"As soon as a visible object has entered the range of vision, it acts on the sensitive eye-organ (cakkhu-pasāda), and conditioned thereby an excitation of the subconscious stream (bhavaṅga-sota) takes place.

"As soon, however, as subconsciousness is broken off, the functional mind-element (s. Tab. I, 70), grasping the object and breaking through the subconscious stream, performs the function of 'adverting' the mind towards the object (āvajjana).

"Immediately thereupon there arises at the eye-door, and based on the sensitive eye-organ, the eye-consciousness, while performing the function of 'seeing' (dassana).... Immediately thereafter there arises the mind-element (Tab

I, 39, 55) performing the function of 'receiving' (sampaṭicchana) the object of that consciousness....

''Immediately thereafter there arises... the mind-consciousness-element (Tab. I, 40, 41, 56), while 'investigating' (santīraṇa) the object received by the mind-element...

"Immediately thereafter there arises the functional, rootless mind-consciousness-element (Tab. I, 71), accompanied by indifference, while performing the function of 'determining' (voṭṭhapana) the object......

"Now, if the object is large, then immediately afterwards there flash forth 6 or 7 'impulsive moments' (javana-citta), constituted by one of the 8 wholesome, or 12 unwholesome, or 9 functional classes of consciousness (Tab. I, 1-8; 22-23; 72-80).

''Now, if at the end of the impulsive moments, the object at the five-sense doors is very large, and at the mind-door clear, then there arises, once or twice, one of the 8 root-accompanied, kamma-resultant classes of consciousness (Tab. I, 42-49) of the sense-sphere, or one of the 3 rootless kamma-resultant mind-consciousness-elements (Tab. I, 40, 41, 56).... Because this consciousness after the vanishing of the impulsive moments, possesses the faculty continuing with the object of the subconsciousness, taking the object of the subconsciousness as its own object, therefore it is called 'registering' (tadārarmmaṇa, lit. 'that object', or 'having that as object')" (Vis.M. XIV, 115ff).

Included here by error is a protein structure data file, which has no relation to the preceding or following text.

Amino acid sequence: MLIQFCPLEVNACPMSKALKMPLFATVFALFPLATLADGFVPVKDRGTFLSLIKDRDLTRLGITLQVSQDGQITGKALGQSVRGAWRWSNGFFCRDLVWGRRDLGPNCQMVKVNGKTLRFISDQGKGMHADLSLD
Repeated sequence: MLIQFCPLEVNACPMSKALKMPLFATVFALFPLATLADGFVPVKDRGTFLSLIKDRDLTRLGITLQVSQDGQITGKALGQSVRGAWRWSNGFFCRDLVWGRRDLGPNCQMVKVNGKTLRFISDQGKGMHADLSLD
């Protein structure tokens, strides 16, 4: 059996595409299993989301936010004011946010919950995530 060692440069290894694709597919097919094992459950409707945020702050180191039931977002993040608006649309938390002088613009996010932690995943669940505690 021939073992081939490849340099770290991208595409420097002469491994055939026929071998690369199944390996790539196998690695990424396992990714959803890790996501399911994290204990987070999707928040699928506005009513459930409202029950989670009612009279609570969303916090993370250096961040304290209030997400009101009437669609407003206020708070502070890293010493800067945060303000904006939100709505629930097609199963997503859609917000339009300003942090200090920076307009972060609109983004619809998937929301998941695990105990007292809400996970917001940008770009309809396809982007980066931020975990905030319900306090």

If, however, the sense-object is weak, then it reaches merely the stage of 'impulsion' (javana), or of 'determining' (voṭṭhapana); if very weak, only an excitation ot the subconsciousness takes place.

The proeess of the inner or mind-consciousness, i.e. without participation of the 5 physical senses, is as follows: in the case that the mind-objeet entering the mind-door is distinct, then it passes through the stages of 'advertence at the mind-door' (manodvārāvajjana), the 'impulsive stage' and the 'registering stage', before finally sinking into the subconscious stream. - (App.: citta-vīthi).